1891 - 1895
  James F. X. Hoeffer

1891 - 1895

James F. X. Hoeffer, S.J.

James F. X. Hoeffer, S.J., (1852-1913) was inaugurated as Creighton’s president on July 15, 1891. Little did he know he would oversee a difficult time not only for the College, but also Omaha’s Catholic community. The “Panic of 1893” took a heavy economic toll on Omaha and Nebraska. It caused enrollment to plummet, which adversely effected the school financially. Fr. Hoeffer abolished the preparatory course, a remedial program for boys age 12 and older, and raised the standards for admission.

James F. X. Hoeffer, S.J.

James F. X. Hoeffer, S.J., (1852-1913) was inaugurated as Creighton’s president on July 15, 1891. Little did he know he would oversee a difficult time not only for the College, but also Omaha’s Catholic community. The “Panic of 1893” took a heavy economic toll on Omaha and Nebraska. It caused enrollment to plummet, which adversely effected the school financially. Fr. Hoeffer abolished the preparatory course, a remedial program for boys age 12 and older, and raised the standards for admission.

Rampant, violent anti-Catholic feelings swept Omaha led by the American Protective Association (APA). The APA claimed Catholics were using politics to get rich, that new convents and churches were being built as fortresses, and parochial schools constituted a great evil because they supposedly taught only religious dogma. To counter the APA, Fr. Hoeffer, a popular preacher and orator, delivered a lecture titled “The Jesuits.”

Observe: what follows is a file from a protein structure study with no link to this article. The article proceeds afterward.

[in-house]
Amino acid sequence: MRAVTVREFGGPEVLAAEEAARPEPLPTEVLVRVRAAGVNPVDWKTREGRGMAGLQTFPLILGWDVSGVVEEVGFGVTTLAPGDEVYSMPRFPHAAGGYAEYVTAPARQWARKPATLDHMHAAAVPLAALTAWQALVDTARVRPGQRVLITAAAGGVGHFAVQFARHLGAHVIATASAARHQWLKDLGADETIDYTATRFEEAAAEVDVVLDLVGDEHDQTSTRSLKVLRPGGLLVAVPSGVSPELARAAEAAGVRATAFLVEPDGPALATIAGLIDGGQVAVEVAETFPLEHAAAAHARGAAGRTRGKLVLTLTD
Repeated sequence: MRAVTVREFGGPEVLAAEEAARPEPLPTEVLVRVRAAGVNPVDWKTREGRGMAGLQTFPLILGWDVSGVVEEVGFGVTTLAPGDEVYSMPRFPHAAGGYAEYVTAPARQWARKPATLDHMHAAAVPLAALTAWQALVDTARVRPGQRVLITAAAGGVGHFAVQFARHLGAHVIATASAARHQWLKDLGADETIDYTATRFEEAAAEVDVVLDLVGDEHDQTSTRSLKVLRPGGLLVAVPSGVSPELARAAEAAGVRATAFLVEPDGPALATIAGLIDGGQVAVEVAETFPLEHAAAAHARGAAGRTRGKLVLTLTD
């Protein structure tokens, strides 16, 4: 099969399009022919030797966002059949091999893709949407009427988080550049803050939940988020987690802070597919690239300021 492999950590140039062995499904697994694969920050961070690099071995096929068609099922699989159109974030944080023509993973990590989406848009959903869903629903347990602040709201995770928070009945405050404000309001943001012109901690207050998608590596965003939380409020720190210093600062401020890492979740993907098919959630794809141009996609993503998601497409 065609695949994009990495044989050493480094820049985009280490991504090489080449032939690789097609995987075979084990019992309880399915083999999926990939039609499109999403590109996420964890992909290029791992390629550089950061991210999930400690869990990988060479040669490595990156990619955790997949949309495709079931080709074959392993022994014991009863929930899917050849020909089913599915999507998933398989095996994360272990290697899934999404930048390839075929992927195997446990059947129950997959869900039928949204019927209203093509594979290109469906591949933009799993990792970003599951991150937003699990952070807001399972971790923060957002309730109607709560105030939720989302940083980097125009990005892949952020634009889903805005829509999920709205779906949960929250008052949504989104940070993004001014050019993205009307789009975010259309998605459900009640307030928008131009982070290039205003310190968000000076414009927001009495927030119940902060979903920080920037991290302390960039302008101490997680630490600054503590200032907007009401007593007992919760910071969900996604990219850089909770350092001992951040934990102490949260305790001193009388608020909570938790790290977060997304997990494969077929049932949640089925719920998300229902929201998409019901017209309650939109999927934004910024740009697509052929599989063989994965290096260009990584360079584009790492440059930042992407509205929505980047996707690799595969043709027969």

Creighton College made its transition to university status on May 3, 1892, when the “John A. Creighton Medical College” was established as a department of the University. The Medical College was affiliated with the Creighton Memorial St. Joseph Hospital, a new 200-bed facility named in honor of Sarah Emily Creighton. Thirty-six students from six states were registered the first year, including Kate Drake, Creighton’s first woman student. In accordance with prevailing standards of the time, the Medical College offered a three-year course of study, but soon became a four-year program. Fr. Hoeffer, besides helping start the Medical College, delivered a series of lectures on medical jurisprudence.

Fr. Hoeffer was born in 1852 in Cincinnati. He was on staff at St. Louis University before becoming its president (1898-1900). In 1896, he left Creighton to serve as president of St. Ignatius College (now Loyola University Chicago). Fr. Hoeffer died in Chicago at St. Anthony’s Hospital in 1913.

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